The 'Must Knows' of Process Safety

July 21, 2008
Better Products, Better Engineering Tools, Safer Plants and Lower Costs

“Process safety is getting less expensive to engineer and keep current,” said Bill Goble, principal partner and co-founder of exida, a provider of process safety consulting, training and certification services.

Goble provided a detailed overview of the state of the safety instrumented system (SIS) world at this week’s Siemens Automation Summit in Chicago. He noted that when the standard ANSI/ISA84.01-2004 was first published, it created a firestorm of protest from people who insisted that it was impossible to engineer to, too expensive to comply with, and would never be implemented. With the inrush of training and tools available to today’s safety engineer, that simply is not the case, he said. “Today it is easier and less expensive to implement IEC 61511/ANSI ISA 84.01-2004, and this trend will continue,” Goble declared.

“We'll see better products, better engineering tools, safer plants and lower costs.” Bill Goble of exida discussed how new safety life-cycle tools are making safety-instrumented systems easier to design correctly in the first place—and easier to manage properly over the long haul.
The outlook from the vantage of 2008 is far different than it was in 1998, with strong recognition of the need for functional safety and programs established in many companies. “The procedure development is in progress or finished,” Goble said, “and software tools are standardized.”

“I used to say that it was unlikely that you’d ever see an OSHA audit,” he said, “and then I started hearing people tell me otherwise when I gave presentations. OSHA is now conducting surprise audits of your safety systems.” This should give you even more impetus, he suggested, to get your safety system program operational―and keep it that way!

“The safety life cycle is a series of steps to be taken during the analysis, design and operation of a SIS to reduce design mistakes, increase safety and optimize cost,” Goble continued. “The basics of the safety life cycle are three questions: How much safety do I need? How much safety does my design have? How will I keep it safe?”

One of the big issues remaining, Goble said, is how to deal with the safety requirements specification or SRS. “There is a checklist of needed items in Clause 10 of IEC61511,” Goble noted. “This is the critical heart of the safety life cycle.”

Goble described in detail the process of creating and maintaining an SRS. He noted that the “realization” phase of the safety life cycle often uses an iterative process to optimize a design based on capital expense and life-cycle expense. “When the optimized design is complete,” Goble said, “it is likely that the information in the SRS needs to be updated.”

Goble discussed equipment justification and the concept of using either instruments that are certified to be designed in accordance with IEC 61511 or equipment that can be justified for the appropriate safety integrity level (SIL) based on prior use.

“Safety integrity justification is very important,” Goble said, “because of the difficulty in error-trapping complex software systems, and because the computing power and operating systems inside a sensor of today are clearly comparable to the control system main processor of 1990.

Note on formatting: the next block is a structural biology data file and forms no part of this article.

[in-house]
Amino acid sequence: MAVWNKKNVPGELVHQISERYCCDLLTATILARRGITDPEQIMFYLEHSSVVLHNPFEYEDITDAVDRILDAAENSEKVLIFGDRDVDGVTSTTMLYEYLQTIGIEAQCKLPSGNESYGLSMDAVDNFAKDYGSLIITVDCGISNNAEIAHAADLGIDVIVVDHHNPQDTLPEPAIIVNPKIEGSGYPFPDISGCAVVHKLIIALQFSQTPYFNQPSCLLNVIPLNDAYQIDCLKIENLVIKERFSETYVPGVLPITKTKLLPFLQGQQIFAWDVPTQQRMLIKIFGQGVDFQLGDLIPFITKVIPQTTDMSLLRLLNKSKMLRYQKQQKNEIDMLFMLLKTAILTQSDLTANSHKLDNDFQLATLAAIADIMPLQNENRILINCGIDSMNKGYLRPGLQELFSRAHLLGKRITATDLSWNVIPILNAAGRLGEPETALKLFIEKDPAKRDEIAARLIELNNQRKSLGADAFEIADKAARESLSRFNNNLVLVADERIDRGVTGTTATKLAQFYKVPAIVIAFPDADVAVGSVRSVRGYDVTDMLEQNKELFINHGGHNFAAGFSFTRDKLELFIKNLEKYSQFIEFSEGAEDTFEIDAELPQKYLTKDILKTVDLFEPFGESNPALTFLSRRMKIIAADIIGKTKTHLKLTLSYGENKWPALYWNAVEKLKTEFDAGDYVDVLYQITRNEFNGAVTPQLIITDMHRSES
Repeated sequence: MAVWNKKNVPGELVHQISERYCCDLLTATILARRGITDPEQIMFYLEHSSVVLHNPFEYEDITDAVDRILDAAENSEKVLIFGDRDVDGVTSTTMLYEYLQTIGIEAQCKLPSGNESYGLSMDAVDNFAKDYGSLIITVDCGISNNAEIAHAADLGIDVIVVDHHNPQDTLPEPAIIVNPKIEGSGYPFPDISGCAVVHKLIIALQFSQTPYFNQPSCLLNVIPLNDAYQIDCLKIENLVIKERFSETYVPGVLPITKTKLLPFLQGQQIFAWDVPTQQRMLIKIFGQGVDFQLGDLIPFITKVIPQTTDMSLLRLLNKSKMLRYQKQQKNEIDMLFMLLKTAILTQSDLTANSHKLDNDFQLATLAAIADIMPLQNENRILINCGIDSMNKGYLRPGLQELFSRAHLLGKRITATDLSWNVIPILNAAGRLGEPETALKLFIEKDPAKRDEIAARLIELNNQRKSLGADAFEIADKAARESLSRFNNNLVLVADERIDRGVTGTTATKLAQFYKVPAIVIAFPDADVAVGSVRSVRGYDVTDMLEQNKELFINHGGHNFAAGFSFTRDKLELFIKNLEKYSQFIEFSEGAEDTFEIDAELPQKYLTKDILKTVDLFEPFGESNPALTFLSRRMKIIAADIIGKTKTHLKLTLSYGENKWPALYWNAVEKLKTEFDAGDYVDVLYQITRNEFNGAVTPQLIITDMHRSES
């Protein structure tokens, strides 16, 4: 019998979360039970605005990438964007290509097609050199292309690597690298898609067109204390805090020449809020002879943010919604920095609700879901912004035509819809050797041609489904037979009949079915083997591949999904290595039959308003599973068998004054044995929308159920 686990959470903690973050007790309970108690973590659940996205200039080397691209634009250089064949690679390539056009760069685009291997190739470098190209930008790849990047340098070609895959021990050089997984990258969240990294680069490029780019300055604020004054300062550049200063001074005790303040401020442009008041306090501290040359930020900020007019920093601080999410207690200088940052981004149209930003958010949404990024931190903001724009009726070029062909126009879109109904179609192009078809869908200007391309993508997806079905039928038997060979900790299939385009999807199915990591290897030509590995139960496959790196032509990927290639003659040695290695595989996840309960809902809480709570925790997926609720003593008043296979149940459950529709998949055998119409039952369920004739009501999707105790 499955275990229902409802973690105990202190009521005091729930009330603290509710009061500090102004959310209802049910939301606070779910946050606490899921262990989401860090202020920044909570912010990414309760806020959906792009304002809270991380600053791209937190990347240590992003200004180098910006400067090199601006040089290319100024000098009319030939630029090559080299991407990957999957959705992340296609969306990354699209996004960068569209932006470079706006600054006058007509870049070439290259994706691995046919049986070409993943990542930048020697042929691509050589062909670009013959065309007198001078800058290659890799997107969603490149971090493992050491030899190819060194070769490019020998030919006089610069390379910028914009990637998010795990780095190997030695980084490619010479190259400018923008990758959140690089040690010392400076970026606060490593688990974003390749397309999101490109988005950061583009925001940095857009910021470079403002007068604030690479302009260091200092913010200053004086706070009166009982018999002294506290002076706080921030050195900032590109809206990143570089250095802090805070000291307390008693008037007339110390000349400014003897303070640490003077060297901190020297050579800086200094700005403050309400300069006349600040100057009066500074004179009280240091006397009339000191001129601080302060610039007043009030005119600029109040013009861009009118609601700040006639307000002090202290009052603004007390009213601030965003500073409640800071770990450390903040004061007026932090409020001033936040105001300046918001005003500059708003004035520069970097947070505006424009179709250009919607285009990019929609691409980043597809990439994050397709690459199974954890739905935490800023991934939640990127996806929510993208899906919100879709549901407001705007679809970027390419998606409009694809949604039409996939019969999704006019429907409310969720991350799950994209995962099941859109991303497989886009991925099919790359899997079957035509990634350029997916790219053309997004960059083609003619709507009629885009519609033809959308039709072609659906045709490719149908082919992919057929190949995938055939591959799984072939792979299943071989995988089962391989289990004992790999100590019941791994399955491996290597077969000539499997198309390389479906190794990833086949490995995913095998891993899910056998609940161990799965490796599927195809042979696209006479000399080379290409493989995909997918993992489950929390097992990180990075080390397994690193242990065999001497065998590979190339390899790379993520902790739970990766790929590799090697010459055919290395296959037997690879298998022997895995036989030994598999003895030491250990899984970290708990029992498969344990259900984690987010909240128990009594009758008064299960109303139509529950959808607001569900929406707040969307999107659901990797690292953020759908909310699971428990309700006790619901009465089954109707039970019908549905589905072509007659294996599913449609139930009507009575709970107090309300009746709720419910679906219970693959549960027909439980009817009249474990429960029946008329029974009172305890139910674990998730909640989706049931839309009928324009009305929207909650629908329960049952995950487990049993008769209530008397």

“Field instruments today are sophisticated and complicated, and controller products today are multi-processor, multi-tasking machines with strong capability and complexity. This makes the use of certified devices for critical SIL functions very important.”

Prior use, on the other hand, generally means that a user company has many years of documented successful experience (meaning no dangerous failures) with a particular version of a particular instrument. This can provide justification for using that instrument even if it is not safety-certified. Of course, Goble noted, the operating conditions must be recorded and be similar to the proposed safety application. “Users tell me,” Goble said, “We don’t have the failure data, or I don’t want to take responsibility for equipment justification, or we don’t have time to record all instrument failures, or this is a new instrument. Well, in that case, I can’t justify prior use.”

“Prior use justification is one of the main reasons companies should implement a good failure data collection system as part of their safety life-cycle procedures,” Goble said. “Other benefits include better process uptime and lower maintenance costs.”

The biggest recent advance in SIS, according to Goble, is the proliferation of safety life-cycle support tools. “There are numerous process-hazard analysis and SIL selection tools,” Goble explained. “SIL verification tools are reducing the cost of the realization phase, and operation and maintenance tools are making it possible to easily integrate the operation phase into the general operations and maintenance cycle of the plant. And there are even new generations of tools that help users integrate the data and information from all the other tools they have been using to manage their safety life cycle.”

Finally, manufacturers are helping to reduce the cost of SIS implementation, Goble noted. Manufacturers are now producing “safety manuals” for devices, with suggested proof-test data, maintenance procedures, useful-life and failure data. They can help you with a safety integrity justification report. “They are also building into their products advanced diagnostics that mean the opportunity for less proof-testing and fewer false trips.”

“In the future,” Goble closed, “we’ll see better products, better engineering tools, safer plants, and lower costs.”